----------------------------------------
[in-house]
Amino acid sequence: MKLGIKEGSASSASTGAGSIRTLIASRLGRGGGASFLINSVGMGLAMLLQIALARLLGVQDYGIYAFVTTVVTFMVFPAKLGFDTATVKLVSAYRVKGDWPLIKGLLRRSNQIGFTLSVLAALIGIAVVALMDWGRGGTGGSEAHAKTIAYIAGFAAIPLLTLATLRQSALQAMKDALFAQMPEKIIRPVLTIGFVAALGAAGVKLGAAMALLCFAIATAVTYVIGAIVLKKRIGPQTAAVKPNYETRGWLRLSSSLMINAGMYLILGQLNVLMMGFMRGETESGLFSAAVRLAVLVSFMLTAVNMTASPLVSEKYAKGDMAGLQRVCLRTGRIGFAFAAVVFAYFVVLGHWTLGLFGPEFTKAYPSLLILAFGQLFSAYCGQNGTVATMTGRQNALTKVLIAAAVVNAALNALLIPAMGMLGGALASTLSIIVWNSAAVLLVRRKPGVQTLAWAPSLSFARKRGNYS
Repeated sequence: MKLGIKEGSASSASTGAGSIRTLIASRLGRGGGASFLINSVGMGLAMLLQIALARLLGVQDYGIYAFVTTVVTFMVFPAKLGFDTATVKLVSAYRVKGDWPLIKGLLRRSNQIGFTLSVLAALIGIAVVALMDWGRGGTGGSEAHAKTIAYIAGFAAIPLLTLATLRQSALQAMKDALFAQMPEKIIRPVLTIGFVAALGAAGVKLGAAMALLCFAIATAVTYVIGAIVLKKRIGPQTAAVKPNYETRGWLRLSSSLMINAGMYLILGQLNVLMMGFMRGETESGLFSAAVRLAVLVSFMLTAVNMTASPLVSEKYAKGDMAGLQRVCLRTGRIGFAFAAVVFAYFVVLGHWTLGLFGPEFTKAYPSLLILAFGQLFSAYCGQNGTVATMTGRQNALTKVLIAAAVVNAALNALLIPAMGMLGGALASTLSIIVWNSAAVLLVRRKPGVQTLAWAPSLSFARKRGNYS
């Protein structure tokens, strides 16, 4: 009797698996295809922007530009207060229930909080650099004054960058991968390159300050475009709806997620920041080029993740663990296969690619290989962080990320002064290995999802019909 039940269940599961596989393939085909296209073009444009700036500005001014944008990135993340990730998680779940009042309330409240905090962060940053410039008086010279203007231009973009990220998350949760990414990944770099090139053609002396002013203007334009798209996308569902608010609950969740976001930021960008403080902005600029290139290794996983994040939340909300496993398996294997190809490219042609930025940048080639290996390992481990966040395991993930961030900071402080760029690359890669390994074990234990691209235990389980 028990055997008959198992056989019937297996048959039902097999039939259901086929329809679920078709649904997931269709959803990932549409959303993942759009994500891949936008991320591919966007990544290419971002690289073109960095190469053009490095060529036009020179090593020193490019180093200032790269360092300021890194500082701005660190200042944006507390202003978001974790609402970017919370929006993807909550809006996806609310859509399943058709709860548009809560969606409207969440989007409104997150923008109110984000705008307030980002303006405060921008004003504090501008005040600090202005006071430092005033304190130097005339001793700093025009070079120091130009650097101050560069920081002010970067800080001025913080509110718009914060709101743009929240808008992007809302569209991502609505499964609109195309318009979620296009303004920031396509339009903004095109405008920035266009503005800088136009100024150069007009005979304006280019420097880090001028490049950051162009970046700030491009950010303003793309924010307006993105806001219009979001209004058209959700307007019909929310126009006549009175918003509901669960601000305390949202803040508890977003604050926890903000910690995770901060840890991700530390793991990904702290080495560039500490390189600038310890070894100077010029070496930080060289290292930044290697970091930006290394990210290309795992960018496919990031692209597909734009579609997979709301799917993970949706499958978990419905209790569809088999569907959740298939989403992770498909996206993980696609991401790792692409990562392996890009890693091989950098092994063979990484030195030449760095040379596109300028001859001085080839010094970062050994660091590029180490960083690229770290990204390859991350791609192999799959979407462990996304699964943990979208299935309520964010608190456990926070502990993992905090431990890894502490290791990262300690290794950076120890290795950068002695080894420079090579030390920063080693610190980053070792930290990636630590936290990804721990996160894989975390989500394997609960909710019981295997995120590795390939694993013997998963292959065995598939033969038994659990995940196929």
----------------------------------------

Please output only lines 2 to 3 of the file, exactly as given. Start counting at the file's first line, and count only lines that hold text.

Amino acid sequence: MKLGIKEGSASSASTGAGSIRTLIASRLGRGGGASFLINSVGMGLAMLLQIALARLLGVQDYGIYAFVTTVVTFMVFPAKLGFDTATVKLVSAYRVKGDWPLIKGLLRRSNQIGFTLSVLAALIGIAVVALMDWGRGGTGGSEAHAKTIAYIAGFAAIPLLTLATLRQSALQAMKDALFAQMPEKIIRPVLTIGFVAALGAAGVKLGAAMALLCFAIATAVTYVIGAIVLKKRIGPQTAAVKPNYETRGWLRLSSSLMINAGMYLILGQLNVLMMGFMRGETESGLFSAAVRLAVLVSFMLTAVNMTASPLVSEKYAKGDMAGLQRVCLRTGRIGFAFAAVVFAYFVVLGHWTLGLFGPEFTKAYPSLLILAFGQLFSAYCGQNGTVATMTGRQNALTKVLIAAAVVNAALNALLIPAMGMLGGALASTLSIIVWNSAAVLLVRRKPGVQTLAWAPSLSFARKRGNYS
Repeated sequence: MKLGIKEGSASSASTGAGSIRTLIASRLGRGGGASFLINSVGMGLAMLLQIALARLLGVQDYGIYAFVTTVVTFMVFPAKLGFDTATVKLVSAYRVKGDWPLIKGLLRRSNQIGFTLSVLAALIGIAVVALMDWGRGGTGGSEAHAKTIAYIAGFAAIPLLTLATLRQSALQAMKDALFAQMPEKIIRPVLTIGFVAALGAAGVKLGAAMALLCFAIATAVTYVIGAIVLKKRIGPQTAAVKPNYETRGWLRLSSSLMINAGMYLILGQLNVLMMGFMRGETESGLFSAAVRLAVLVSFMLTAVNMTASPLVSEKYAKGDMAGLQRVCLRTGRIGFAFAAVVFAYFVVLGHWTLGLFGPEFTKAYPSLLILAFGQLFSAYCGQNGTVATMTGRQNALTKVLIAAAVVNAALNALLIPAMGMLGGALASTLSIIVWNSAAVLLVRRKPGVQTLAWAPSLSFARKRGNYS